“Even as cargo has increased 26 percent since the baseline year of 2005, we’ve sustained the remarkable clean air gains we’ve made since then,” said Port of Los Angeles Executive Director Gene Seroka. “Our goal remains getting to zero emissions, which is why we’re focused on working with our partners on operational efficiencies and next-generation near-zero and especially zero emissions solutions, so our port, community and environment can thrive together.”

For more on the report, visit

Seattle Meeting to Discuss Marine Noise

By Karen Robes Meeks

Leading maritime agencies gathered in Seattle recently to discuss efforts to curb underwater noise that is harming endangered Southern Resident killer whales.

Representatives of the Port of Seattle, Port of Tacoma, Northwest Seaport Alliance, Washington State Ferries, NOAA, and the Puget Sound Partnership teamed to bring about a workshop that could help lower the noise pollution for the orcas, who have a hard time hunting and communicating underwater because of the noise.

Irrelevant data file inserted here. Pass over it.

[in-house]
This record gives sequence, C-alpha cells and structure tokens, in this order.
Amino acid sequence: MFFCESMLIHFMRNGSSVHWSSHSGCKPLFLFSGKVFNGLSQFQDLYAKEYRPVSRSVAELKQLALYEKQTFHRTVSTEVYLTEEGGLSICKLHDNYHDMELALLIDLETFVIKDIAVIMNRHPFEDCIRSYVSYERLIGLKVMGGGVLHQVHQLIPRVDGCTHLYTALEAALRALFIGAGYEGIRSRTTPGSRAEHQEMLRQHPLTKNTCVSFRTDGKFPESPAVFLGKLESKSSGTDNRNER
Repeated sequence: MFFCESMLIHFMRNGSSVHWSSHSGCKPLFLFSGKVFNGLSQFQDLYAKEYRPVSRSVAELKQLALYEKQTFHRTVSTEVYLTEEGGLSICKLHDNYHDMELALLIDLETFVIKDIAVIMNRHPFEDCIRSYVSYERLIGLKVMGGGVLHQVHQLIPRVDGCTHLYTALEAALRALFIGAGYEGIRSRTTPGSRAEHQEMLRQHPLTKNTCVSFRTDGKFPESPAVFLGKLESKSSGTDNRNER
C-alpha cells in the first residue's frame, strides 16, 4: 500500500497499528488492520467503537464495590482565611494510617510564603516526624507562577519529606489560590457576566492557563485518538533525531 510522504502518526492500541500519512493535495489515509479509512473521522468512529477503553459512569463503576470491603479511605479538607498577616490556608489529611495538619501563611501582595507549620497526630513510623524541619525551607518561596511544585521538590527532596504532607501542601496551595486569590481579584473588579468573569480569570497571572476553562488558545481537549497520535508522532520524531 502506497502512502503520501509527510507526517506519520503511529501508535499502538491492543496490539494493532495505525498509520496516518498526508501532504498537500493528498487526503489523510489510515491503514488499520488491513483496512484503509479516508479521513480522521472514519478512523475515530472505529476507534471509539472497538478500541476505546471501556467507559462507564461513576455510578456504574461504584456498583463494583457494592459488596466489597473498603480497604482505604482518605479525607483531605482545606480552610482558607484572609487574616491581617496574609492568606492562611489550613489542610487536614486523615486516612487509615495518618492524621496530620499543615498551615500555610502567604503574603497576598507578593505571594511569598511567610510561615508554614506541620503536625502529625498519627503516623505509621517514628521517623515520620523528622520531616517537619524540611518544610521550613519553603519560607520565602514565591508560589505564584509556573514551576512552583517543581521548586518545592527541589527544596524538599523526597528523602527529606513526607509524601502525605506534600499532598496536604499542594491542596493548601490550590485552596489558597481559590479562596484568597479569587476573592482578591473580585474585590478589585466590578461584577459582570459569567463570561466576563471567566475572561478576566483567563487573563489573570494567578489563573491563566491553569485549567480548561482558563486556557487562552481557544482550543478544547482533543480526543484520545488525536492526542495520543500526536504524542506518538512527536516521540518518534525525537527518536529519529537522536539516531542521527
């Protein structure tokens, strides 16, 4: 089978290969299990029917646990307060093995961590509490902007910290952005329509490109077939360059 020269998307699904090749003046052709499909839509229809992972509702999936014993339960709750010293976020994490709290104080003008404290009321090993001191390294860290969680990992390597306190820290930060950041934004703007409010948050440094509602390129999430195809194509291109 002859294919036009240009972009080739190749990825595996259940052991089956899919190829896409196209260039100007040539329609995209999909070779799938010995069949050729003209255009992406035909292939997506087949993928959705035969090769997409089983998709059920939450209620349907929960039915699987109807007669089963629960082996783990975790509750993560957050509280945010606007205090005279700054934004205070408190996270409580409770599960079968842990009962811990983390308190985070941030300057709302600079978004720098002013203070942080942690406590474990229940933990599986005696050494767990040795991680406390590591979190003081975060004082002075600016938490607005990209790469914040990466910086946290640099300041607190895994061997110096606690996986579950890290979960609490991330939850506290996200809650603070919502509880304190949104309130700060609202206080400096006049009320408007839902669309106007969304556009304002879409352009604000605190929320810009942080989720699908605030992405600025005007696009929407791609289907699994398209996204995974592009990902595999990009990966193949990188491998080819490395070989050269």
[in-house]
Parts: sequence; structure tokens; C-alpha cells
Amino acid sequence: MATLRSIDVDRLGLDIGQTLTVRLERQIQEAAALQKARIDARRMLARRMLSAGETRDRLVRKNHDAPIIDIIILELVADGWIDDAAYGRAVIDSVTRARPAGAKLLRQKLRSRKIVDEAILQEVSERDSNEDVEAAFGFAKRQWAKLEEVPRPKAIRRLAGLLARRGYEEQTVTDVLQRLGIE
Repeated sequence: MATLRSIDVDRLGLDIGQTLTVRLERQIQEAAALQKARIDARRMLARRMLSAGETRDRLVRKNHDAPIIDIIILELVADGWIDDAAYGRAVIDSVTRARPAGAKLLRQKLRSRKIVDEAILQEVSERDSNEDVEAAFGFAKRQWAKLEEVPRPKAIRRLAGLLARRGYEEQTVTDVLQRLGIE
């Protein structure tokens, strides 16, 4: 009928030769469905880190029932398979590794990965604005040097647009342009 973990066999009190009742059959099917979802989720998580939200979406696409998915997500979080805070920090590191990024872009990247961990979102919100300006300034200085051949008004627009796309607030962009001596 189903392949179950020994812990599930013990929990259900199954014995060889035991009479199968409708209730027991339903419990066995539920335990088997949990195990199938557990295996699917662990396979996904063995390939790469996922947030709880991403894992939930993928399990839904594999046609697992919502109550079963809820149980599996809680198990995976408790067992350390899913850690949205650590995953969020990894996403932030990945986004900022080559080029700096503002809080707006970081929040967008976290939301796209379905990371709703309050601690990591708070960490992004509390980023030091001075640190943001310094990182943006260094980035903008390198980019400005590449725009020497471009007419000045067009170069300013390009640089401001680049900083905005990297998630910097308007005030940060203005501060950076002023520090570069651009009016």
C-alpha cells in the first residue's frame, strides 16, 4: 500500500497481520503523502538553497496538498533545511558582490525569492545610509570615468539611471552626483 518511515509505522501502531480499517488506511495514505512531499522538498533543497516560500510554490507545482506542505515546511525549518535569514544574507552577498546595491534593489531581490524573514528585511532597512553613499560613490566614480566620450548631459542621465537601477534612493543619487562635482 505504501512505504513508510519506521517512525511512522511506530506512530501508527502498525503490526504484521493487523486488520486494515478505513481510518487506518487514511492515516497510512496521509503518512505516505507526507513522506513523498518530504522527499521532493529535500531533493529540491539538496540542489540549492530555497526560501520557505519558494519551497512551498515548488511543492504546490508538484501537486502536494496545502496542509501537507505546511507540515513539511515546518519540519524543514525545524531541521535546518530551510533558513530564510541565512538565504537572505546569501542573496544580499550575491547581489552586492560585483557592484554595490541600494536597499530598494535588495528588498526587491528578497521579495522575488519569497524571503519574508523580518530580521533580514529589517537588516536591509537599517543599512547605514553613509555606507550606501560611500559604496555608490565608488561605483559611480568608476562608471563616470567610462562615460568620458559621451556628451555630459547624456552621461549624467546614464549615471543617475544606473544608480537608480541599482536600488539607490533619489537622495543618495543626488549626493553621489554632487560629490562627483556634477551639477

“It was heartening to have such a broad range of expertise in the same room committed to tackling the critical issue of orca survival in the Salish Sea,” said Port of Seattle Commissioner and Northwest Seaport Alliance Managing Member, Fred Felleman, who studied killer whales in graduate school and championed the workshop. “As we know from the study of cooperative hunters such as wolves, lions, and orcas, we can accomplish great things when we work together, and the recovery of our iconic orca hinges on our collaboration.”

The workshop addressed various matters, such as “acoustic monitoring, real-time notification of orca presence to mariners, vessel operations, and technology and innovation,” the port said. Officials hope these discussions will lead to agreements by mid-2020.